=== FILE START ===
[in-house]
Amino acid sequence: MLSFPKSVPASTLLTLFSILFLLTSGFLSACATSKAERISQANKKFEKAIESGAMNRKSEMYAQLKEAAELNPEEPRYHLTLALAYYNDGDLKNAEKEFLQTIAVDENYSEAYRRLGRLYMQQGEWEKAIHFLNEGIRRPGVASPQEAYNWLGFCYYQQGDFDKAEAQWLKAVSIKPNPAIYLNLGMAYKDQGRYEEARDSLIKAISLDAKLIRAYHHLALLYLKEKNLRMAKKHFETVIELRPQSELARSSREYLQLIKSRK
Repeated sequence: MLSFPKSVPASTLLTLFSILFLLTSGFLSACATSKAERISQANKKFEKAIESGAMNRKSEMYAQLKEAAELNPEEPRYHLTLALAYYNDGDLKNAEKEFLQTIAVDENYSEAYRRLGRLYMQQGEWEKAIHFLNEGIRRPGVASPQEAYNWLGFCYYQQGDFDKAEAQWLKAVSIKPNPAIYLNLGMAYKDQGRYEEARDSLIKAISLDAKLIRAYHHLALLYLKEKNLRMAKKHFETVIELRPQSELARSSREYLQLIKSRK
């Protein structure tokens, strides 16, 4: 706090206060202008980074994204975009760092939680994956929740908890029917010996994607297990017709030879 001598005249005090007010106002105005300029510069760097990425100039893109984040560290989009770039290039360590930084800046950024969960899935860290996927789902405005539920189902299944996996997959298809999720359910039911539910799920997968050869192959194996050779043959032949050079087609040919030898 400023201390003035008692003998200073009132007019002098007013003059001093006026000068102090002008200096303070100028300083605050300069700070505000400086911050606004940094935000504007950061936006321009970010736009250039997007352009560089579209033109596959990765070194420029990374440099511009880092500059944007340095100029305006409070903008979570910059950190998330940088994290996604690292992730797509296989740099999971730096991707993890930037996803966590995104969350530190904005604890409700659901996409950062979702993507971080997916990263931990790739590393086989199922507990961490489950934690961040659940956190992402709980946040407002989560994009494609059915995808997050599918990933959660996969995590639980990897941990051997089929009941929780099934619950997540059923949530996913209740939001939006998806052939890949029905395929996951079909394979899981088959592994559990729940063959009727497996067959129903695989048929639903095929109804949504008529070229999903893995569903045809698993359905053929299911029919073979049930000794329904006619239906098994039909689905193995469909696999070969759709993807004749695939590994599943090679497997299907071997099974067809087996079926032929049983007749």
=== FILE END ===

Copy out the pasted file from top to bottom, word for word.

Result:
[in-house]
Amino acid sequence: MLSFPKSVPASTLLTLFSILFLLTSGFLSACATSKAERISQANKKFEKAIESGAMNRKSEMYAQLKEAAELNPEEPRYHLTLALAYYNDGDLKNAEKEFLQTIAVDENYSEAYRRLGRLYMQQGEWEKAIHFLNEGIRRPGVASPQEAYNWLGFCYYQQGDFDKAEAQWLKAVSIKPNPAIYLNLGMAYKDQGRYEEARDSLIKAISLDAKLIRAYHHLALLYLKEKNLRMAKKHFETVIELRPQSELARSSREYLQLIKSRK
Repeated sequence: MLSFPKSVPASTLLTLFSILFLLTSGFLSACATSKAERISQANKKFEKAIESGAMNRKSEMYAQLKEAAELNPEEPRYHLTLALAYYNDGDLKNAEKEFLQTIAVDENYSEAYRRLGRLYMQQGEWEKAIHFLNEGIRRPGVASPQEAYNWLGFCYYQQGDFDKAEAQWLKAVSIKPNPAIYLNLGMAYKDQGRYEEARDSLIKAISLDAKLIRAYHHLALLYLKEKNLRMAKKHFETVIELRPQSELARSSREYLQLIKSRK
């Protein structure tokens, strides 16, 4: 706090206060202008980074994204975009760092939680994956929740908890029917010996994607297990017709030879 001598005249005090007010106002105005300029510069760097990425100039893109984040560290989009770039290039360590930084800046950024969960899935860290996927789902405005539920189902299944996996997959298809999720359910039911539910799920997968050869192959194996050779043959032949050079087609040919030898 400023201390003035008692003998200073009132007019002098007013003059001093006026000068102090002008200096303070100028300083605050300069700070505000400086911050606004940094935000504007950061936006321009970010736009250039997007352009560089579209033109596959990765070194420029990374440099511009880092500059944007340095100029305006409070903008979570910059950190998330940088994290996604690292992730797509296989740099999971730096991707993890930037996803966590995104969350530190904005604890409700659901996409950062979702993507971080997916990263931990790739590393086989199922507990961490489950934690961040659940956190992402709980946040407002989560994009494609059915995808997050599918990933959660996969995590639980990897941990051997089929009941929780099934619950997540059923949530996913209740939001939006998806052939890949029905395929996951079909394979899981088959592994559990729940063959009727497996067959129903695989048929639903095929109804949504008529070229999903893995569903045809698993359905053929299911029919073979049930000794329904006619239906098994039909689905193995469909696999070969759709993807004749695939590994599943090679497997299907071997099974067809087996079926032929049983007749």